Among the Quartet's recent premieres are "Rise Chanting" by Augusta Read Thomas, commissioned for the Alexander by the Krannert Center and premiered there and simulcast by WFMT radio in Chicago. The Quartet has also premiered String Quartets Nos. 2 and 3 by Pulitzer Prize-winner Wayne Peterson and works by Ross Bauer (commissioned by Stanford University), Richard Festinger, David Sheinfeld, Hi Kyung Kirn, and a Koussevitzky commission by Robert Greenberg.
At home in San Francisco, the members of the Alexander String Quartet are a major artistic presence, serving as Ensemble in Residence of San Francisco Performances and as directors of the Morrison Chamber Music Center at the School of Music and Dance in the College of Creative Arts at San Francisco State University. The Alexander String Quartet was formed in New York City in 1981 and the following year became the first string quartet to win the Concert Artists Guild Competition. In 1985, the Quartet captured international attention as the first and only American Quartet to win the London International String Quartet Competition, receiving both the jury's highest award and the Audience Prize. In May of 1995, Allegheny College awarded Honorary Doctor of Fine Arts degrees to the members of the Quartet in recognition of their unique contribution to the arts. Honorary degrees were conferred on the ensemble by St. Lawrence University in May 2000.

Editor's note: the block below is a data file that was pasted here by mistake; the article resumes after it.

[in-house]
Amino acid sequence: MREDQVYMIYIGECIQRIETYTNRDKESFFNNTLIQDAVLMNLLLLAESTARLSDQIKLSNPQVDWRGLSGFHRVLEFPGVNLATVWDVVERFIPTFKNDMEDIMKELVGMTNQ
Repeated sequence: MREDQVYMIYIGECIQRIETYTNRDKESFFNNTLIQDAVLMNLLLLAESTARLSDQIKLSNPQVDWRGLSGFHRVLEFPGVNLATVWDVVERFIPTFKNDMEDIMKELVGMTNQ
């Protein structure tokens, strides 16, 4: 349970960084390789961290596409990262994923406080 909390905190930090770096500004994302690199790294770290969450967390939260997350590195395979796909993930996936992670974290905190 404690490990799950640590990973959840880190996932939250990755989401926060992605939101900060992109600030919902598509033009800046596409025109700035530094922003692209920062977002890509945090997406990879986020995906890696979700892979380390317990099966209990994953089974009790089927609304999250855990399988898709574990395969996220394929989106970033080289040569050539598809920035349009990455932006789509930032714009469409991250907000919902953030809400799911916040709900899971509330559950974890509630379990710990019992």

Tickets for the concert are $20. Children ages 7 through 17 are admitted
free when accompanied by an adult. Advance tickets are available at the Gualala Arts Center or at the
Dolphin Gallery in Gualala. Tickets may also be purchased at the door prior
to the performance. For further information, call the Gualala Arts Center
at (707) 884-1138, or visit the website
GualalaArts.org. Those unable to
furnish their own transportation may call the Arts Center to request rides
to the concert.